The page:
Pioneer Peak, Spring 1997

Some old-timers lament the fact that skiing has changed a lot, but I disagree

By Warren Miller

In the spring of 1997, my wife Laurie and I were living the good life in Vail, Colorado, skiing almost every day when I was invited to take a ride on a private jet to Bozeman.

On board were former vice presidential candidate Jack Kemp, Jon Reveal and the man who had invited us, Tim Blixseth.

We were going to look at Tim’s 14,000 acres of private property where he wanted to build the world’s first private ski and golf club. We all really wondered why he thought he could sell someone a lifetime lift ticket/membership for $200,000 and also sell them a $2 million dollar piece of property before they had the right to use their lift ticket.

Tim had incredible vision along with being very naïve about the ski business.

Fortunately, at least we thought, he had deep enough pockets to carry out his initial vision and I signed on as the director of skiing, Jack signed onto his board of directors and Jon Reveal was hired to lay out the runs where the chairlifts should be built.

Before I knew it Laurie and I had sold our Vail home and moved into a condominium at the bottom of nearby Big Sky.

On that first trip, there were no roads other than a narrow, bumpy logging road that took an hour to drive the 12 miles to the bottom of the mountain.

The top half of Pioneer Peak is steeper than the cornice at Mammoth and the bottom half is similar to Snowmass at Aspen. With the help of a helicopter, it only took a couple of hours for the four of us to ski and survey the entire mountain. Jon Reveal and I both agreed it was a perfect mountain for every member of the family regardless of their ability to ski or ride a snowboard.

Within a couple of years, the chairlifts were running. That first winter Jon and I quickly forgot how many days of untracked powder snow we got to enjoy.

But don’t forget, you can only make one turn at a time and as long as the snow is on the side of a mountain you can also enjoy places such as Bintz Fruit Farm where they dug a big enough hole in the ground to build four or five rope tows and 150 vertical feet of downhill skiing.

From small resorts such as Bint, come many of the skiers who eventually save up enough money to fly to Colorado, Montana, Wyoming, California, Washington or Oregon for their life-changing experience on some big mountains.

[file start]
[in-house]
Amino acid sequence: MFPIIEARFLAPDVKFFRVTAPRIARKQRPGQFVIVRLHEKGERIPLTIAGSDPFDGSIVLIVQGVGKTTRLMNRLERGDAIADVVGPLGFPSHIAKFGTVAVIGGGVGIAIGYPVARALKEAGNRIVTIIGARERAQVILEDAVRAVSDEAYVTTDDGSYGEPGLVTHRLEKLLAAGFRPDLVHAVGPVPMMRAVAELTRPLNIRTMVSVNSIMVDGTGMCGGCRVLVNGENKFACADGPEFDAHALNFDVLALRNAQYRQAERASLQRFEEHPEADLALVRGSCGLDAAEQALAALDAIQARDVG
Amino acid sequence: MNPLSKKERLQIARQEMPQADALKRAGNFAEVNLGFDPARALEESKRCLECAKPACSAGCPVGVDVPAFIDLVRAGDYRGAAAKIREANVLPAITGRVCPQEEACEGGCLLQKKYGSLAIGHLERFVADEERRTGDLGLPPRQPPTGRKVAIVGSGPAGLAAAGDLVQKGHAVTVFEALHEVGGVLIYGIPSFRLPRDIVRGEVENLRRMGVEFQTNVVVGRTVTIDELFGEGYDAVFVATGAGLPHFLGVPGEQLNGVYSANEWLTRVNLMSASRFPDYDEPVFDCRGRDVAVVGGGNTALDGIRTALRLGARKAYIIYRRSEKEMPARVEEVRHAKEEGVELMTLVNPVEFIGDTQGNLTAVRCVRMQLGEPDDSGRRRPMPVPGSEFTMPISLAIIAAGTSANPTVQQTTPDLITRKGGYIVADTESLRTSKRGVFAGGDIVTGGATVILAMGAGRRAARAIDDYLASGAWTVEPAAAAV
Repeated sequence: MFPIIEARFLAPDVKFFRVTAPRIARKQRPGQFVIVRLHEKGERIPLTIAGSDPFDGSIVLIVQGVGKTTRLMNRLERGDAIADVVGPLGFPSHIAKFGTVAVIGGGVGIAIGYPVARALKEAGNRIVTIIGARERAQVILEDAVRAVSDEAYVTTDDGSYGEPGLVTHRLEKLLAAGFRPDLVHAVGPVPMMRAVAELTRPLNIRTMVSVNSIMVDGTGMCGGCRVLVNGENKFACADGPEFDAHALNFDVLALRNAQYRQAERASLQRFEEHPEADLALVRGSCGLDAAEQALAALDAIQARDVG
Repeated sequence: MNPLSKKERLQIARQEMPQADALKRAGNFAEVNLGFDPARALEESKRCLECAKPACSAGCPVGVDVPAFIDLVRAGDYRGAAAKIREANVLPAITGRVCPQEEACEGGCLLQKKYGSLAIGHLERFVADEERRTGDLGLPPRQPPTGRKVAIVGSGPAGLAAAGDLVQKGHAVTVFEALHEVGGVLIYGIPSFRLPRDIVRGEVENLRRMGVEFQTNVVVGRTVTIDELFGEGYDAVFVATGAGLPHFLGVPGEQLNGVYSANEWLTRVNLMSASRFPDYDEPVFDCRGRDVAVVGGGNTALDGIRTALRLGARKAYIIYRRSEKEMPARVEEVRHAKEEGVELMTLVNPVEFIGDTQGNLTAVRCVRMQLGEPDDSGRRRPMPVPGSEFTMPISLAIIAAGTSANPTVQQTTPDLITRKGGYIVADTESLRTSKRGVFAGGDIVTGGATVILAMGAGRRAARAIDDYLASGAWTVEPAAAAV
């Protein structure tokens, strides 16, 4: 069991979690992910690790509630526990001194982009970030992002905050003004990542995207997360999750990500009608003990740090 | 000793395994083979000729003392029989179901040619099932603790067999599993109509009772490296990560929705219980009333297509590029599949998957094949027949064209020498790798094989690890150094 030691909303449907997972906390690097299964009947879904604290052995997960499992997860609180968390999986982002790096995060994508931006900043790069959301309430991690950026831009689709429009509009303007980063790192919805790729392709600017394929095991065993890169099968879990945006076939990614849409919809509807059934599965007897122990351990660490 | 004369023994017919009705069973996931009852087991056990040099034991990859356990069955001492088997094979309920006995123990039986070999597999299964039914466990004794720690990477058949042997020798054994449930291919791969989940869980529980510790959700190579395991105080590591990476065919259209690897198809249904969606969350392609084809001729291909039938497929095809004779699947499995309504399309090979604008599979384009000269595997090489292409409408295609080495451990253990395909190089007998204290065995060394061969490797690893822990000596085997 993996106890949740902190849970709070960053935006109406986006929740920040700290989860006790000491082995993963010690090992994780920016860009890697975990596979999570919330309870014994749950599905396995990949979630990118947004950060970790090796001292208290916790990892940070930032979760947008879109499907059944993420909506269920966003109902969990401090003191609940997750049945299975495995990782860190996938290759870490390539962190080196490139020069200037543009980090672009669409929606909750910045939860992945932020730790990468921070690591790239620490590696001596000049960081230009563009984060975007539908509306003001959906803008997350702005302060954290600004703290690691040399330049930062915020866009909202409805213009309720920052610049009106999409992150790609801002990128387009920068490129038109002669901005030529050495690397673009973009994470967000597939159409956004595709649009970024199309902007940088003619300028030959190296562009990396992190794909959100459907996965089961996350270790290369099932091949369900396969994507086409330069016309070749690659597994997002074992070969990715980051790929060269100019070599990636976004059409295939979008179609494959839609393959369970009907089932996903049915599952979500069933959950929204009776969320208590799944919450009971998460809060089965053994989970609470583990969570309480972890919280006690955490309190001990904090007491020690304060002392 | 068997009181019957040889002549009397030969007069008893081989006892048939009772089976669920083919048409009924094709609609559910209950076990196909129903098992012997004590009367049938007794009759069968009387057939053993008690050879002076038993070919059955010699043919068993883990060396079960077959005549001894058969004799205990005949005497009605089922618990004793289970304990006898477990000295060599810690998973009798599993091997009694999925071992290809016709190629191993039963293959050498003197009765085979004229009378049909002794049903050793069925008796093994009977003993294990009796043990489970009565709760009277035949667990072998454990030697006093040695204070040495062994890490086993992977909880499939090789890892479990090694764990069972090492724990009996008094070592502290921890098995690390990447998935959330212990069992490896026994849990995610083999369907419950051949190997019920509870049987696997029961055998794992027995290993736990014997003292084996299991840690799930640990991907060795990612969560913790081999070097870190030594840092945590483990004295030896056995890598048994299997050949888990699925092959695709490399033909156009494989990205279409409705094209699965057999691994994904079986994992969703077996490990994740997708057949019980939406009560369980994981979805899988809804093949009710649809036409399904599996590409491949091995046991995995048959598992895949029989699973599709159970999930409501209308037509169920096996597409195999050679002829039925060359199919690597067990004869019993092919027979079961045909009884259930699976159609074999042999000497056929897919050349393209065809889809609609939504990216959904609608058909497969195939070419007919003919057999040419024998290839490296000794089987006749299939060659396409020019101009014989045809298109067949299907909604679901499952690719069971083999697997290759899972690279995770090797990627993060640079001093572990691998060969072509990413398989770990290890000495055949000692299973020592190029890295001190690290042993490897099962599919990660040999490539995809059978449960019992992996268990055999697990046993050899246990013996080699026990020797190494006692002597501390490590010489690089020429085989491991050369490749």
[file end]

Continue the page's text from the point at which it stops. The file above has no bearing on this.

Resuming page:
Adjacent to the Yellowstone Club is Big Sky with the most vertical rise of any other ski resort in America. On the northern slopes of Big Sky there is Moonlight Basin that is also full of chairlifts and condominiums. On the eastern side of Big Sky is Spanish Peaks with their ski-in, ski-out home sites. The whole area provides an amazing amount of ski terrain. I’m so happy we ended up in the area. But unfortunately, I had to quit skiing four years ago when I fell and broke my back.

I’m lucky I can sit by the windows in our living room and watch the skiers go right by close to our winter home.

I have discovered that good luck was on my shoulder during my early days skiing in the winter of 1946/47 when I was living in the parking lot at Sun Valley in our small teardrop trailer. The chairlift towers on Dollar Mountain were made out of telephone poles and a bed in the skier’s chalet was two dollars a night.

Some old-timers lament the fact that skiing has changed a lot, but I disagree. The setting has changed, no longer is there just a base lodge, a picnic table for your brownbag lunch and a place to hang up your wet socks from ski boots. Now things are much nicer and skis, of course, have changed radically since I started in 1937.

There are 16 different ski resorts in Montana – many very small but with incredible terrain. Many are only open from Thursday through Sunday and the lift tickets start at only $23. Parking places are free and all the base lodges have brownbag picnic areas.

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